Improving existing buildings offers the greatest and lowest-cost potential for reducing cities’ carbon emissions. Case studies show that retrofitting projects implemented across various commercial buildings with high operational intensity — hotels, hospitals, data centres, airports, and malls — have an average return on investment period of 12 to 18 months. It varies from three to five years with low operational intensity buildings like offices and educational institutions because they tend only to operate approximately 10 to 12 hours a day for five days a week.
“ROI periods also depend mainly upon prevailing energy tariffs,” explains Vinod Jethani, Asia-Pacific commercial buildings business development manager at global engineering firm Danfoss. “And as such, payback periods in Thailand, Vietnam, Malaysia, and Indonesia are generally longer than those in the Philippines, Cambodia, and Singapore, where we see higher electricity tariffs.”
Singapore, unsurprisingly, is spearheading city-scale retrofitting initiatives in Asia. Earlier this year, the country’s government rolled out the Green Mark Incentive Scheme for Existing Buildings 2.0. It is making SGD63 million available for building owners to reduce emissions through upgrades to older systems, expanding on the initial SGD100 million iterations introduced in 2009, and helping more than 80 buildings with retrofitting costs. The scheme is critical as Singapore works towards its 2030 target of greening 80 percent of buildings by gross floor area — the total currently stands at 43 percent.
Retrofitting initiatives are proceeding around the country. Tampines will become Singapore’s first town centre to retrofit a centralised cooling system in a project that will slash the environmental cost of air-conditioning. Other existing buildings, including the 85-year-old Old Hill Street Police Station and the National Library, are retrofitting solar panels to keep utility costs down.
“Singapore is a leader in sustainability, and the government’s recent incentive scheme will make projects more environmentally friendly not just for the building users but the environment in general,” says Thien Duong, managing director of Transform Architecture and chairperson of the PropertyGuru Vietnam Property Awards. “I can only hope the rest of Asia follows suit. Unfortunately, this will take time, but I’m confident that as the public becomes more exposed to sustainability and understands its importance, the public response will push governments to follow Singapore’s lead.”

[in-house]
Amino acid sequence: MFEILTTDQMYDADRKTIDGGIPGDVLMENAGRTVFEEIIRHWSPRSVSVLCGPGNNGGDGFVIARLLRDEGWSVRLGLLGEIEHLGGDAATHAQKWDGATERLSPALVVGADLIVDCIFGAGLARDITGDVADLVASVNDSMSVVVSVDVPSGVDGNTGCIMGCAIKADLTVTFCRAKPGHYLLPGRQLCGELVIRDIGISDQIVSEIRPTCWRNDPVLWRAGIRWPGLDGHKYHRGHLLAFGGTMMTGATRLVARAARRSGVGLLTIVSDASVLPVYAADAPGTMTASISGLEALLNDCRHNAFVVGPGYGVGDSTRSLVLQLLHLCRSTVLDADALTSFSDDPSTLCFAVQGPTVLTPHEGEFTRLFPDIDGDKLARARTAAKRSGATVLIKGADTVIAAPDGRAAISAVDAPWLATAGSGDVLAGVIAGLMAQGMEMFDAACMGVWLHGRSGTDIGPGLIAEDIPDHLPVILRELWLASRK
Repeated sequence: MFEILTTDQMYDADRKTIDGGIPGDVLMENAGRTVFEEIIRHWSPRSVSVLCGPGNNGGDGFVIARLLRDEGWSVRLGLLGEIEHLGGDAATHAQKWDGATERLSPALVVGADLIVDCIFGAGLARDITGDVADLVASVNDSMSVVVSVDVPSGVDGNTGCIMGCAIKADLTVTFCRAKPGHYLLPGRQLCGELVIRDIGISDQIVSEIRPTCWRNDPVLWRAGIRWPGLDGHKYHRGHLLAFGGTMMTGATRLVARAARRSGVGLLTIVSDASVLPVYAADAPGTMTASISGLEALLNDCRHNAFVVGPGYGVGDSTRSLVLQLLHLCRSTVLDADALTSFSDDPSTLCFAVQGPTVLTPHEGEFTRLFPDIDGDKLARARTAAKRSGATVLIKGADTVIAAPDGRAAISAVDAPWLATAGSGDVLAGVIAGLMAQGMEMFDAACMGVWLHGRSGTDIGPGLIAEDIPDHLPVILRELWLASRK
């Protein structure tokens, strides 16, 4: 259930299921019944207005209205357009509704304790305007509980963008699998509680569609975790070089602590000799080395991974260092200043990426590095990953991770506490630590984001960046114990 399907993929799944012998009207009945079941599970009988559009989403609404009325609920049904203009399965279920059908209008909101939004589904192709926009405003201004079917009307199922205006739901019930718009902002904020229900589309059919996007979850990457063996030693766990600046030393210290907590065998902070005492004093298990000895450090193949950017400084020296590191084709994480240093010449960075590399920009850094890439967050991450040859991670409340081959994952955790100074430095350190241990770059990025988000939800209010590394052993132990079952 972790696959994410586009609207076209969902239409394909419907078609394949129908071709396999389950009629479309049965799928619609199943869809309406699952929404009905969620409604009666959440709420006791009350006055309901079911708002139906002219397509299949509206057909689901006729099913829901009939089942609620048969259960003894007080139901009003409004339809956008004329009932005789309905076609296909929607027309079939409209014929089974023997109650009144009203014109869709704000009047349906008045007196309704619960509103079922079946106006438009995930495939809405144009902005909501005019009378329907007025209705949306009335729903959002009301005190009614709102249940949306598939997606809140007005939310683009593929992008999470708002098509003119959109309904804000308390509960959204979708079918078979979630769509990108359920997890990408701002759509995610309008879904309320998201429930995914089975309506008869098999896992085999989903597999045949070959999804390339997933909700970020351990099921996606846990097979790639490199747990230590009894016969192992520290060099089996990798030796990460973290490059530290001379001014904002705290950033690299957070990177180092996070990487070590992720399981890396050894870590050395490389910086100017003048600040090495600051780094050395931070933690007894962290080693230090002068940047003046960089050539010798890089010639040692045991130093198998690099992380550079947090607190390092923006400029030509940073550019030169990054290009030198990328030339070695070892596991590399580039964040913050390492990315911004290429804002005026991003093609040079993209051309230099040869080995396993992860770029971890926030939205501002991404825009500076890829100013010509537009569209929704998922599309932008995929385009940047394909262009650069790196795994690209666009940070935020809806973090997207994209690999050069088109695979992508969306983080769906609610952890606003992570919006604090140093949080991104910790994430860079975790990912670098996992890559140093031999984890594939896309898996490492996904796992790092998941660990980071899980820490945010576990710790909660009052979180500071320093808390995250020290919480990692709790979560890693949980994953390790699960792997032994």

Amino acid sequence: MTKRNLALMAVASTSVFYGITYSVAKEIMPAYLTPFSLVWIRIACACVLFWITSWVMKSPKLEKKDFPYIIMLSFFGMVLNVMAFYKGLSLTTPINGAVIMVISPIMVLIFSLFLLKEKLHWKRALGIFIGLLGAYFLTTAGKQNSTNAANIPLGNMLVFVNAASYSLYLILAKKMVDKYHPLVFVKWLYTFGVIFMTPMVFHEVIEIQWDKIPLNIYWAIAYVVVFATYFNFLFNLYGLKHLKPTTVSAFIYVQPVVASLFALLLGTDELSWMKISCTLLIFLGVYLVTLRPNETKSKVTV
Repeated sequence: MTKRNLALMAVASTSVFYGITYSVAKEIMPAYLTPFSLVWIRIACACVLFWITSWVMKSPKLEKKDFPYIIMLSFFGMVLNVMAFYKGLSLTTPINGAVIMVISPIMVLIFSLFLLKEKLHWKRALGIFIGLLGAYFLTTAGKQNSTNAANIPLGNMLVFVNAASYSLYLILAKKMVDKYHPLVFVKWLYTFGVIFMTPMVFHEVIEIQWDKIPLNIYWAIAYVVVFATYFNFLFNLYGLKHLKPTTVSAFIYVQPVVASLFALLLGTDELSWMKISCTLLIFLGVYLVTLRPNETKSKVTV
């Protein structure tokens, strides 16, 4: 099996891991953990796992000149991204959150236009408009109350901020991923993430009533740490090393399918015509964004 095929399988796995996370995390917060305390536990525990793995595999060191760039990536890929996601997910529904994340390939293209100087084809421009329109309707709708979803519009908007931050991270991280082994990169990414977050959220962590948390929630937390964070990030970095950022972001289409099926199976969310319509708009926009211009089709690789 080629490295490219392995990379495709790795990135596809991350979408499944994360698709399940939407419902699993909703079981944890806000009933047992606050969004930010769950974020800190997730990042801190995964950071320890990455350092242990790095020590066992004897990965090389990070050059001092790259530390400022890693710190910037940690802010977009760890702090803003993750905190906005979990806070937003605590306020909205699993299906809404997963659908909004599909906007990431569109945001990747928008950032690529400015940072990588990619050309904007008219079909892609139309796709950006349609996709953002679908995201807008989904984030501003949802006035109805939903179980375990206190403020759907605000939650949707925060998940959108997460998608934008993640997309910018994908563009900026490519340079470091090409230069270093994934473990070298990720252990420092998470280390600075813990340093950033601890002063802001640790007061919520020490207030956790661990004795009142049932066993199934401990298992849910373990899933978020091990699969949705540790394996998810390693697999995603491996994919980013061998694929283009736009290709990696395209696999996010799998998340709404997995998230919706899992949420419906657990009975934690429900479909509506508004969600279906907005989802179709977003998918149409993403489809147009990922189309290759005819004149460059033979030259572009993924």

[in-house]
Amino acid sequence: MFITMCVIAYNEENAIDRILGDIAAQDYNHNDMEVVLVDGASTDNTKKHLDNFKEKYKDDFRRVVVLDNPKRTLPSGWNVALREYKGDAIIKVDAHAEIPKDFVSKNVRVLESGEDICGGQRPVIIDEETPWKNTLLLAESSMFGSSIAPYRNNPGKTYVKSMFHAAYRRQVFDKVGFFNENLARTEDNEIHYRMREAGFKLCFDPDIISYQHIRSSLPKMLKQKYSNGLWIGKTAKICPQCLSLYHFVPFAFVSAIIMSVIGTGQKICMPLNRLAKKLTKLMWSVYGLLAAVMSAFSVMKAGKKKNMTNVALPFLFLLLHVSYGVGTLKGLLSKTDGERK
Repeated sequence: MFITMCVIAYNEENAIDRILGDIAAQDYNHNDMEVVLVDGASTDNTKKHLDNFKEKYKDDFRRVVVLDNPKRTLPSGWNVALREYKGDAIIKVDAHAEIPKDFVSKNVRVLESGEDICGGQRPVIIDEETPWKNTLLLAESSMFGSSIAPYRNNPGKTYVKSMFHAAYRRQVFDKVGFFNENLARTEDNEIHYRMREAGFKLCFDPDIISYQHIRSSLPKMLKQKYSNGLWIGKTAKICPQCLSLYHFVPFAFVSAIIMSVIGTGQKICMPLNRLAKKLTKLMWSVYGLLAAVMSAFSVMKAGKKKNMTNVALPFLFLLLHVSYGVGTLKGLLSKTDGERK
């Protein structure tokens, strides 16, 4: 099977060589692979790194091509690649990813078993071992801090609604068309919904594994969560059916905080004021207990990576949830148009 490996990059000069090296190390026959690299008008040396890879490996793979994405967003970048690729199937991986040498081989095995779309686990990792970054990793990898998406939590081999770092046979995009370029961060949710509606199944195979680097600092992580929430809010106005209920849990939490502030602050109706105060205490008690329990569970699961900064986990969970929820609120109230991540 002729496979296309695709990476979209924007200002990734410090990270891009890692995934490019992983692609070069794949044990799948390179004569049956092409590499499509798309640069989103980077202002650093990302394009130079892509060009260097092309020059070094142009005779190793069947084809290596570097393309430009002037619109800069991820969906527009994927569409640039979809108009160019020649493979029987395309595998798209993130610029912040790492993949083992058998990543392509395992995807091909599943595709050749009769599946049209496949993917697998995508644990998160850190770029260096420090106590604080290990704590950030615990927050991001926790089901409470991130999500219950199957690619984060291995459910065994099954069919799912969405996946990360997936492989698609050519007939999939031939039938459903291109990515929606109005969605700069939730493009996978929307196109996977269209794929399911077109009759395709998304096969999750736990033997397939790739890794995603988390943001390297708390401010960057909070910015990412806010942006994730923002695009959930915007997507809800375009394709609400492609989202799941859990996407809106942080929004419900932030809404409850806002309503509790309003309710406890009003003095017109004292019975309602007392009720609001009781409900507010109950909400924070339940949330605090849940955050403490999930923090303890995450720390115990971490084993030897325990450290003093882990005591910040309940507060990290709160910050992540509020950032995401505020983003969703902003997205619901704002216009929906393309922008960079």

Duong’s firm has already worked on several small-scale retrofitting projects in Vietnam, including the transformation of a dated serviced apartments in Ho Chi Minh City into a contemporary green office building. The firm upgraded the mechanical, electrical, and plumbing engineering systems at Saigon View and updated the building’s water fixtures to be more energy-efficient and reduce waste.
Still, obstacles to making improvements include a reluctance to make financial commitments due to initial costs and slow or no returns. Another recent WGBC survey shows nearly 53 percent of respondents cite upfront costs as the biggest barrier to investing in emissions targets. That is despite new sustainable buildings representing a USD24.7-trillion investment opportunity in emerging markets through 2030, according to the Taskforce on Climate-Related Financial Disclosures.
Other hurdles include space constraints, needs for additional technology, and the diversion of existing services, such as electricity and plumbing, particularly in commercial buildings. For single-owner (serviced apartments) and individually owned (landed houses and condos) properties, the difficulty may lie in identifying suitable retrofits.
“The economics typically favour redevelopment over retrofitting for single-owner buildings, even more so in markets such as Singapore and Hong Kong where land prices are very high,” says Kah Poh Tay, an associate professor at the National University of Singapore’s real estate department. “The owner would not, for example, be able to alter building orientation to tap natural cooling for better wind flow or reinstate natural biodiverse habitats.”
Individual property owners are even more limited when units are part of multi-storey developments as rules for communal living circumscribe their rights. Then there are the high upfront capital costs, and rapid technological changes can quickly make the latest eco-friendly infrastructure obsolete. “At best, they can only do interior retrofits like installing energy-efficient appliances,” Kah Poh says.
Small-scale retrofitting is unlikely to hit the mainstream in Asia any time soon. That is, at least, until entry-level costs decline, and the technology becomes more consistent and affordable for private homeowners. In the absence of government incentive schemes, large-scale retrofitting may also remain limited in the near term. But where Singapore leads, other countries in the region do occasionally follow. And with ever-clearer data demonstrating the financial benefits, city-wide retrofitting schemes could prove an easy win for countries’ carbon-slashing efforts.